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An untold tale of women living inside MeK cult

MEK women

The Mujahedin-e Khalq Organizational (MeK or MKO) is an Iranian opposition group that have been openly confronting the so-called Islamic regime in the country through diplomacy and armed operations.
The group was formed long before the Islamic Revolution of 1979 as an anti-imperialist militia but soon after the revolution found itself at odds with Ayatollah Khomeini and his concepts of Islamic rule. The group first tried to turn the tide by taking up arms and conducting “public executions” of people whose faith laid with the Islamic regime.

During the Iran-Iraq War the group sided with the regime of former Iraqi dictator Saddam Hussain and even sent a battalion to take over Iran’s western provinces after the countries had agreed to a United Nations-brokered ceasefire. The Iranians were alert, however, and the battle ended with a disastrous outcome for the MeK.

The hostilities didn’t end there, however, as the group spent the following years cementing it’s position as an alternative to Iran’s Islamic rule. However, the group’s record has never allowed it to get much popularity among Iranians.
In fact, latest surveys within the Iranian society indicate a strong despise for the MeK, one that even surpasses the public disregard for the Islamic rulers.

This lack of popularity always presents itself as a hurdle for the group’s attempts to mend its image, a challenge that is crucial for the MeK to overcome if it ever wants to gain international recognition as a credible alternative.

The lack of popularity took a turn for the worse in the past decade, when Iraq’s newly-appointed politicians, under heavy influence from Iran, expelled the MeK from the country.

MEK women writing confessions

MEK women writing confessions

The group currently stays inside a camp in Albania while it’s leaders reside in lavish houses in France, enjoying direct financial and political support from the United States as well as several of its European allies.
The move to the new house, however, has brought attention to the scarcely-discussed issue of women’s rights inside the organization, which many observers and former members have described as having a cult-like” environment.

At the helm, the group is led by Massoud Radjavi and his wife Maryam. Over the past years Massoud has been avoiding public appearances for unknown reasons, leaving the task for Maryam to fulfill.
Maryam Radjavi has made several high-profile appearances in the mainstream media, smiling and shaking hands with heavyweight politicians such as former New York City Mayor Rudy Giuliani as well as American and European lawmakers.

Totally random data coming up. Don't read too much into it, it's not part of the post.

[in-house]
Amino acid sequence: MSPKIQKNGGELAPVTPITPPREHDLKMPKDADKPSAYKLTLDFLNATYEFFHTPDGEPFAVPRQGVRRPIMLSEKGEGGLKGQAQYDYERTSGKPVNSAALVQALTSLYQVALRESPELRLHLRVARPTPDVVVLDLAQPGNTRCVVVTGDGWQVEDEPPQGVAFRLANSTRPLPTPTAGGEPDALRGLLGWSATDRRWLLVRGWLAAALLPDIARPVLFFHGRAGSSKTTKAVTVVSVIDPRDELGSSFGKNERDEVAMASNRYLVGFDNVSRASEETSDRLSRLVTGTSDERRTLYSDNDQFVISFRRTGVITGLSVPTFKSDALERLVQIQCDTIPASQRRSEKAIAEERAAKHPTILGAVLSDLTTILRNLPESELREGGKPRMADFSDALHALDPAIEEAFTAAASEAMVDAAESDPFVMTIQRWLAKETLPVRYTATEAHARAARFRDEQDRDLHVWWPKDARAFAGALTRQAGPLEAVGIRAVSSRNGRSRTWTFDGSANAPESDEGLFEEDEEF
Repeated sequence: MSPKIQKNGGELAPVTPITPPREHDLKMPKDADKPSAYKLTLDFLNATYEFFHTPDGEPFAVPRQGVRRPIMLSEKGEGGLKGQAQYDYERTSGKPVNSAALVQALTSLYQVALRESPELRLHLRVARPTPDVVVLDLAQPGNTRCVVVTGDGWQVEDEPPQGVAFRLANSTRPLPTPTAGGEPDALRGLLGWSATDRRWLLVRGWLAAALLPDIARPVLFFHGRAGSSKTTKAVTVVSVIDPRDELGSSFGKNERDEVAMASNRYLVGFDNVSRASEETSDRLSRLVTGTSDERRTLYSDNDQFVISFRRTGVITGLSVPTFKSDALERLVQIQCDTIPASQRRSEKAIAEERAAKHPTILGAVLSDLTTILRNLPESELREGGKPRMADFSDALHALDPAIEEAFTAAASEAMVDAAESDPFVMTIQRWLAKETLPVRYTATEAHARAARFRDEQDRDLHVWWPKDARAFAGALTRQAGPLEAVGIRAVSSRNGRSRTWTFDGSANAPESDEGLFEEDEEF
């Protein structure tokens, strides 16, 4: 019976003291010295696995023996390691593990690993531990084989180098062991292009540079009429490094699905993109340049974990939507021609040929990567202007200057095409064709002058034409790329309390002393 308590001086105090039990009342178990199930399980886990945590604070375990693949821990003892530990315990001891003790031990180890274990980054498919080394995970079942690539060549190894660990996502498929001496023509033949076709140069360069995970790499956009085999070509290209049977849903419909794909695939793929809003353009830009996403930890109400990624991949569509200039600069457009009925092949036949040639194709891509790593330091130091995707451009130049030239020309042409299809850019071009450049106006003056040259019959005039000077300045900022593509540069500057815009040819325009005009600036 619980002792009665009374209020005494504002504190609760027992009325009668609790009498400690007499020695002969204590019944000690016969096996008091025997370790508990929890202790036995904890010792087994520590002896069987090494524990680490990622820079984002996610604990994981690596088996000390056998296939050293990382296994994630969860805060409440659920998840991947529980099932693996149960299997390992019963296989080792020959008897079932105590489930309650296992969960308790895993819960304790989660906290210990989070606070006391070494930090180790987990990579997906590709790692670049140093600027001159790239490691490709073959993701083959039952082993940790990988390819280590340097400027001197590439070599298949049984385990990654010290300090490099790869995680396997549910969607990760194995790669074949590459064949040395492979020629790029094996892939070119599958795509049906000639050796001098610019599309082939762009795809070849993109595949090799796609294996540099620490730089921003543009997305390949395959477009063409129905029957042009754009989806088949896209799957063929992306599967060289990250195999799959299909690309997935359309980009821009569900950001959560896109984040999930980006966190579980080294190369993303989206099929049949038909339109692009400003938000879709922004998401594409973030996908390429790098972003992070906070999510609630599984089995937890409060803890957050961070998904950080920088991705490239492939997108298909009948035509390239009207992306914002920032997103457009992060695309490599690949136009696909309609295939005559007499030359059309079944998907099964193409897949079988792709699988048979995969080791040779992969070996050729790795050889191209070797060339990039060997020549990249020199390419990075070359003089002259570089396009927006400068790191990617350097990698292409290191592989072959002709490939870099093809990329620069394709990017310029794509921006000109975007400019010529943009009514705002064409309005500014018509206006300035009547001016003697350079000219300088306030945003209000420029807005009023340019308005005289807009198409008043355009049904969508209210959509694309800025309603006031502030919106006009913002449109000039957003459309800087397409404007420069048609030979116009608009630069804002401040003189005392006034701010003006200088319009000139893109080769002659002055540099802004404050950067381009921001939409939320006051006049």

She has even managed to convince former U.S. envoy to the United Nation John Bolton to attend the MeK’s annual events in the French capital of Paris.

Maryam mostly appears in public events wearing full Islamic hijab as well as what appears to be the official uniform of the group’s elite commanders.
However, Maryam is pretty much the only female MeK member to have appeared on the media in the recent times.
It is not yet known how many women are currently serving in the organization.

MEK women

Iranian media claim that the group has been holding the female members who joined its ranks around the revolution against their will, often subjecting them to forced marriages that suited their missions.

These unsubstantiated reports also suggest that some members were forced to have children and then give them to other couples or outsiders who would then train them to become new members of the group in the future.

Iranian sources even claim that at some point each female member of the group were prepared by Maryam to become Massoud’s wives, who reportedly refers to himself as their father and “elder.”
While many of these reports are to be taken with a grain of salt, there are legitimate concerns that need to be addressed.
The group’s cult-like atmosphere, combined with awkward Islamic laws that govern how men and women who are not husband and wife should live together, means that women’s rights are more often than not violated.

There is absolutely no reports on the average age of the female members and their access to medical services.
The issue of access to personal hygiene products in an environment that women might be forced to have intimate relations with more than one partner is also of prime concern.
The group’s leaders need to clarify whether its female members have access to proper consultation and psychology services in order to cope with the high pressure of membership in the group.

There have also been unofficial reports that due to the growing age of its members and the lack of motivation among Iranian youth to join, the MeK has turned to Afghanistan as an alternative source for new female recruitments.

The MeK’s silence on such issues has stirred concern among rights activists about the treatment of its female members. It has also allowed Iranian media to further harm the group’s image by publishing reports that in turn question the organization’s legitimacy as a viable option to replace the Islamic regime.

By Phil Simmons, Human Lives Human Rights
Chief Editor

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